[Mondrian] Multithreading etc

michael bienstein mbienstein at yahoo.fr
Fri Mar 9 05:36:00 EST 2007

I sent this to the list but it gets bounced because I attached the code in a zip file.  How do I send code through without checking it in because it is still orthogonal to the codebase?


Well, I have code that works for multi-threading infrastructure so I
would like to know if it is worth continuing with this or not.

As for ROLLUP/CUBE my thoughts are:
Either we keep the codebase simple by sticking to a standard (SQL2003)
even if this standard is not yet implemented widely and certain
databases have better special features than others, or we allow a
per-database SQL generation system.  The argument for the second makes
sense only if the developer resources to write and maintain each
dialect comes from the database vendor or their community.  Mondrian is
probably at a stage that such discussions can be undertaken with the
database vendors.
2) Architecturally this implies loading multiple
Aggregations from one SQL query.  That requires a rethink of the way
the cell cache loading is done because at the moment an Aggregation is
loaded one at a time and in a synchronized block on the Aggregation. 
Similar concerns have to be dealt with for in-memory rollups.  I think
that synchronized is too forceful.  We need something more like a Lock
from java.util.concurrent so we can do tryLock().  Look at the TxLock
idea I have in the code I'm attaching.

As for multi-threading:
have only written most of the base infrastructure, not the cell
loading.  To integrate would require a significant amount of work in
Mondrian's code to pass all interaction with Mondrian through

Basic concerns are:
  1)      Threads should be able to share data
 related to the request across the threads.
  2)      A
Thread should be loaned to a request and returned in a way that is
well-nigh fail-safe (i.e. the thread shouldn’t keep running of the
request fails in some way).
  3)      We should be able in a parameter of some sort decide to NOT use threads at all.
  4)      The number of threads should be configurable.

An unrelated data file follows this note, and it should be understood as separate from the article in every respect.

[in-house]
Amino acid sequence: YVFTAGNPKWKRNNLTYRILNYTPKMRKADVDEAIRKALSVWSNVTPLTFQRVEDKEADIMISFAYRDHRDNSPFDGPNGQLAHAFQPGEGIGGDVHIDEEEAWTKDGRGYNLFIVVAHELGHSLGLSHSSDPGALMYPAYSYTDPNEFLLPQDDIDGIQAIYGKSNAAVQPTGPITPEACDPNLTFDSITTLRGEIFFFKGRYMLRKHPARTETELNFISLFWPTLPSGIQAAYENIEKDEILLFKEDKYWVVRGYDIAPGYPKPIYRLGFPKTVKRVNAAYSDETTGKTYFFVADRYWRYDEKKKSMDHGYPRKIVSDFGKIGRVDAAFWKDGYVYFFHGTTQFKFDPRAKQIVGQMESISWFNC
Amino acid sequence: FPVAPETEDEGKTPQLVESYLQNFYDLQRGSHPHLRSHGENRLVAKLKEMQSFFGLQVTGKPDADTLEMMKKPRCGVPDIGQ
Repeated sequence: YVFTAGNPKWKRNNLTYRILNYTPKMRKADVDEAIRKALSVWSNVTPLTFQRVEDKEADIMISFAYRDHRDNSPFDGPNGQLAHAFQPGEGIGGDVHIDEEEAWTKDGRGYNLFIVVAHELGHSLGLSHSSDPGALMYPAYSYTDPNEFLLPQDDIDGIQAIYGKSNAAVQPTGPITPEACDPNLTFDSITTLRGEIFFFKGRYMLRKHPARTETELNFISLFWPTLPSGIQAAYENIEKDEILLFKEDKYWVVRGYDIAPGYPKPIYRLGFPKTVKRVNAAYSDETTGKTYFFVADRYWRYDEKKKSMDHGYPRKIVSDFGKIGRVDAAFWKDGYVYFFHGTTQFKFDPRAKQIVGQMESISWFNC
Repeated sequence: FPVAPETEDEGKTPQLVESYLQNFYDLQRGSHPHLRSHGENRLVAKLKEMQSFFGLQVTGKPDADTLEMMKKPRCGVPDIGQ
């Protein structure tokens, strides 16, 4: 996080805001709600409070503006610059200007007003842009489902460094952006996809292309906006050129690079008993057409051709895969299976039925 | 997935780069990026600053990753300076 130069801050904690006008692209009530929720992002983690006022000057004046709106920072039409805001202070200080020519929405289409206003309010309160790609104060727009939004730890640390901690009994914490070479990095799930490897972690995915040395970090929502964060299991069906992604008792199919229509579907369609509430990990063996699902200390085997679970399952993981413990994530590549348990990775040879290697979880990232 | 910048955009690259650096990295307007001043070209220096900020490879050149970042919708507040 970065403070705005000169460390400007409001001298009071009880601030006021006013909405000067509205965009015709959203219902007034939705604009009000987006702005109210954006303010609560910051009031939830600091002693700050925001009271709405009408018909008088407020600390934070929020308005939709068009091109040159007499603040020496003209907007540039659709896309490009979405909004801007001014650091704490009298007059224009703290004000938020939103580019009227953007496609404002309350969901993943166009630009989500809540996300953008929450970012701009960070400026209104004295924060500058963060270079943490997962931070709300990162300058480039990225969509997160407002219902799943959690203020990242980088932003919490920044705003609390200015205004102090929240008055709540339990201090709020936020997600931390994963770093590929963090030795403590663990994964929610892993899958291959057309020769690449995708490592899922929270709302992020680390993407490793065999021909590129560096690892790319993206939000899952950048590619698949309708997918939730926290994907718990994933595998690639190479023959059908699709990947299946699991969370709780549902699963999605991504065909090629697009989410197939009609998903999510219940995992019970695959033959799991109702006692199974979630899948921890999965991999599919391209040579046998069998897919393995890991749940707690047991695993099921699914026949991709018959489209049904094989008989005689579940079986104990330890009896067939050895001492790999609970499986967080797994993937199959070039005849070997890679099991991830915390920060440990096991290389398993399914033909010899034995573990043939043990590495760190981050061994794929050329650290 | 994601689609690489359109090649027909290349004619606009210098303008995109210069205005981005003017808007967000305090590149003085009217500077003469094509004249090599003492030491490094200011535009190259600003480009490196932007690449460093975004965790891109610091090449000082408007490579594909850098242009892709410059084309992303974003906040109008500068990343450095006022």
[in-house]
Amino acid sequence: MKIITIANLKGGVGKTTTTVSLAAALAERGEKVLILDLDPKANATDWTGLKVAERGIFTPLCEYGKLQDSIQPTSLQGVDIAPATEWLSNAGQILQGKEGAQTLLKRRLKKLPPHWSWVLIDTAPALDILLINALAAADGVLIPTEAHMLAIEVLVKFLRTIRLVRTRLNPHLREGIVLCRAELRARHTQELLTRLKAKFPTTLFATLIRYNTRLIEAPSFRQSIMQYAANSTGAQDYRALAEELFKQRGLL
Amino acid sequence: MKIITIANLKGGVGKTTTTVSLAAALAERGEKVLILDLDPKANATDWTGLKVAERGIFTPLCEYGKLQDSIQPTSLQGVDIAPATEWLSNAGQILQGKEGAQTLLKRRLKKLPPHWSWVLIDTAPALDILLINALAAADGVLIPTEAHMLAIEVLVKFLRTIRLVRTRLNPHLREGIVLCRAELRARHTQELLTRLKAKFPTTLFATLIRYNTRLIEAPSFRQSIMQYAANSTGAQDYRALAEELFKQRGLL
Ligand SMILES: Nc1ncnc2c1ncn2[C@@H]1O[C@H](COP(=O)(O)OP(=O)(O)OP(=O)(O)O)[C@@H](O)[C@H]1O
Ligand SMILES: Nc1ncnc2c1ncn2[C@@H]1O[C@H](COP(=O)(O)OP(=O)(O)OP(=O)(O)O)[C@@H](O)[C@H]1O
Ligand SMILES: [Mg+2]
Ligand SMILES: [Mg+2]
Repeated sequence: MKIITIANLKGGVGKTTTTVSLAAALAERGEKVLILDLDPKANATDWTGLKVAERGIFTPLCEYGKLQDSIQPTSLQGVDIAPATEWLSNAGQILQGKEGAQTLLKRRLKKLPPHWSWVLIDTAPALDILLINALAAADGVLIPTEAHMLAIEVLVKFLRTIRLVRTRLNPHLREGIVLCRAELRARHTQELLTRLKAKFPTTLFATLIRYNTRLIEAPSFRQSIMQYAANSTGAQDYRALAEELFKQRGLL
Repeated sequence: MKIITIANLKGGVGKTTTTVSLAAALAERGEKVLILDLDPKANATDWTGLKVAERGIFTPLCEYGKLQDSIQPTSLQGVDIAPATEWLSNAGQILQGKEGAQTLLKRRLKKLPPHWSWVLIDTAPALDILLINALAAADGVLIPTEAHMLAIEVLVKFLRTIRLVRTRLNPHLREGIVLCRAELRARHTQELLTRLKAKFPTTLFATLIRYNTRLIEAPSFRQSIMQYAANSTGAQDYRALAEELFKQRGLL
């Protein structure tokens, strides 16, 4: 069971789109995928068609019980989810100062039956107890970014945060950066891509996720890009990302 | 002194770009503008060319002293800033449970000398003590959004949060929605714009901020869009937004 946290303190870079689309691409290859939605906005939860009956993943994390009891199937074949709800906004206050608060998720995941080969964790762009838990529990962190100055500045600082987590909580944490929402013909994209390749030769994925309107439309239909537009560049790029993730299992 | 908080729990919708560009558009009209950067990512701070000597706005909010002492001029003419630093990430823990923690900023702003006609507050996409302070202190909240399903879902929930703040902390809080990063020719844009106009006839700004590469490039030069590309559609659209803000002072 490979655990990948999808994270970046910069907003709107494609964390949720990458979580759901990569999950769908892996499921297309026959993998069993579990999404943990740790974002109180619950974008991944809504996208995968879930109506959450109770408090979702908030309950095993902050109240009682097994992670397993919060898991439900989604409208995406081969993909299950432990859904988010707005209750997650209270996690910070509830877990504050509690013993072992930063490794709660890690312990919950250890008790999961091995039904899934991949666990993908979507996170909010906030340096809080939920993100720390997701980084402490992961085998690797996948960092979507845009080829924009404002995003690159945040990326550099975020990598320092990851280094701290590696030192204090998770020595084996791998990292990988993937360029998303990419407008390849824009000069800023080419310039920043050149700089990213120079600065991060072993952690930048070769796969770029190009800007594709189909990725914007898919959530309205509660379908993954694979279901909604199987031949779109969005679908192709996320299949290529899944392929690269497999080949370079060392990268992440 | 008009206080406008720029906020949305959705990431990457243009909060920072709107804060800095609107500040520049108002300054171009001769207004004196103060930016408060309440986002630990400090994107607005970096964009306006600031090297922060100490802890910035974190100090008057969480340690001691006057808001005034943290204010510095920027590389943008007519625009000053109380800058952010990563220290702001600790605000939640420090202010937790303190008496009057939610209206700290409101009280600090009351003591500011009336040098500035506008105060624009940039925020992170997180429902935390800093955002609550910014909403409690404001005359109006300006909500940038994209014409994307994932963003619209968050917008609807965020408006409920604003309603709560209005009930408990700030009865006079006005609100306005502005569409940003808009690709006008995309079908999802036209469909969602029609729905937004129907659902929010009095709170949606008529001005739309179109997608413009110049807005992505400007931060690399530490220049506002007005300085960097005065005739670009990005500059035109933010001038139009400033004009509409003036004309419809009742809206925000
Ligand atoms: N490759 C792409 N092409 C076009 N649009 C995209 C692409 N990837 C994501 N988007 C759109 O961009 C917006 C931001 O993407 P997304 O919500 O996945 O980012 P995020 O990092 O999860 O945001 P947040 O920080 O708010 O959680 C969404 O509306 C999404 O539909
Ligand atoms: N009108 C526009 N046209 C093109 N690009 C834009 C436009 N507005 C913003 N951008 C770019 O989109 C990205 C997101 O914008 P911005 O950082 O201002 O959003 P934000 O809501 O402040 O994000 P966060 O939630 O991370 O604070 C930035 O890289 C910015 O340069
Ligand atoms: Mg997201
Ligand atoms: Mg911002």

5)      There should be an independence from the rest of the code base.
  6)      We should be able to make use of custom thread pools or use managed thread pools from the application server.
  7)      Then there is a relatively minor issue with read-consistency for near-real-time data that turns out to be a real head-ache.  This can be done by either: using the transaction semantics of the underlying data store or modifying all SQL requests and cache interactions with a timestamp and/or transaction id of some sort.  E.g.
when an MDX requests begins it asks the underlying data store for the
id of the last completed transaction that modified data and keeps this
in a request-scope available to all threads.  Then it appends “changedTxId <= ${lastTxIdWhenFirstEntered}” to each WHERE clause.  If however we use the underlying data store’s transactions then we must keep open the JDBC Connection for
 the duration of the request reusing it on the same thread for each interaction with that data store.
I think that the best way to take advantage of multiple threads in the
storage system is NOT launching multiple SQLs on the same star schema
but different aggregations but rather to use partitioning of data.  That is to segment the cell data (and maybe dimension data) based on values of certain columns.  For example year<2007 and year=2007 in  two different partitions.  This can be introduced slowly by simply making a RolapStar one Partition for the moment.  Having said that aggregation tables are also a type of Partition and hitting two of them at once should be quite easy.
  So the design I am introducing has the following features:
A scope for "request" or "interaction" that is larger than the Thread
that begins it.  Since this is similar to a transaction I've called it
a Tx.  See the mondrian.tx package.  Each sub-system in Mondrian can
enlist a representation of itself in the Tx.
Break up the different tasks performed into Task objects that can be
run potentially in parallel.  Allow a set of Tasks to be tied to the
same Thread so that the same JDBC Connection can be used for all of
them for read-consistency and cleaned up at the end of the Tx.  This is
done declaratively so the implementation can be changed easily.  The
implementation can also ensure that the J2EE context is passed onto
separate threads (JNDI, context class loader etc).
3) A system of fail-quick locks at the Tx scope rather than just Thread scope.  

If this is worth persuing as a design for the next version then good.  If not I'll stop now.



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